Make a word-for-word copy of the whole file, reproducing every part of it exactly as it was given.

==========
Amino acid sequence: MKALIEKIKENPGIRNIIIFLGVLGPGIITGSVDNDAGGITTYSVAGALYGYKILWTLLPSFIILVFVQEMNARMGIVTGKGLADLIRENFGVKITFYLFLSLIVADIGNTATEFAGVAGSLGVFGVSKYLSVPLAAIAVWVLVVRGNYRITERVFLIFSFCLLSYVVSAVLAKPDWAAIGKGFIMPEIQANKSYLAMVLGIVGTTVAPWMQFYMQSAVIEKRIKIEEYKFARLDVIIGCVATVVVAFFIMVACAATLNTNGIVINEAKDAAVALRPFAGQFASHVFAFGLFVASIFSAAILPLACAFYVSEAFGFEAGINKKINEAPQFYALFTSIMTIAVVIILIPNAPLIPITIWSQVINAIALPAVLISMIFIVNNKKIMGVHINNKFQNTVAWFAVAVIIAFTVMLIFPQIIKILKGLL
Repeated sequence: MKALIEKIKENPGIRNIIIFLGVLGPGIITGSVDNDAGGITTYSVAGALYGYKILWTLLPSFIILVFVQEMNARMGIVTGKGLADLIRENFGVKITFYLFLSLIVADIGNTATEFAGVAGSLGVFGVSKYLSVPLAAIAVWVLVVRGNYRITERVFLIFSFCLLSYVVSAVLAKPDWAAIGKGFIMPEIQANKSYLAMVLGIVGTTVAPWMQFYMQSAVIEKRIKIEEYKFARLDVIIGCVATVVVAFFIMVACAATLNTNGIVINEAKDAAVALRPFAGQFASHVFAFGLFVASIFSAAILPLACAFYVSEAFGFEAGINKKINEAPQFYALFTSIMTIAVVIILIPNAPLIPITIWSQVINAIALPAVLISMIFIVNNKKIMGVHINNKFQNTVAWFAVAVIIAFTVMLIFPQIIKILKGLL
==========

Amino acid sequence: MKALIEKIKENPGIRNIIIFLGVLGPGIITGSVDNDAGGITTYSVAGALYGYKILWTLLPSFIILVFVQEMNARMGIVTGKGLADLIRENFGVKITFYLFLSLIVADIGNTATEFAGVAGSLGVFGVSKYLSVPLAAIAVWVLVVRGNYRITERVFLIFSFCLLSYVVSAVLAKPDWAAIGKGFIMPEIQANKSYLAMVLGIVGTTVAPWMQFYMQSAVIEKRIKIEEYKFARLDVIIGCVATVVVAFFIMVACAATLNTNGIVINEAKDAAVALRPFAGQFASHVFAFGLFVASIFSAAILPLACAFYVSEAFGFEAGINKKINEAPQFYALFTSIMTIAVVIILIPNAPLIPITIWSQVINAIALPAVLISMIFIVNNKKIMGVHINNKFQNTVAWFAVAVIIAFTVMLIFPQIIKILKGLL
Repeated sequence: MKALIEKIKENPGIRNIIIFLGVLGPGIITGSVDNDAGGITTYSVAGALYGYKILWTLLPSFIILVFVQEMNARMGIVTGKGLADLIRENFGVKITFYLFLSLIVADIGNTATEFAGVAGSLGVFGVSKYLSVPLAAIAVWVLVVRGNYRITERVFLIFSFCLLSYVVSAVLAKPDWAAIGKGFIMPEIQANKSYLAMVLGIVGTTVAPWMQFYMQSAVIEKRIKIEEYKFARLDVIIGCVATVVVAFFIMVACAATLNTNGIVINEAKDAAVALRPFAGQFASHVFAFGLFVASIFSAAILPLACAFYVSEAFGFEAGINKKINEAPQFYALFTSIMTIAVVIILIPNAPLIPITIWSQVINAIALPAVLISMIFIVNNKKIMGVHINNKFQNTVAWFAVAVIIAFTVMLIFPQIIKILKGLL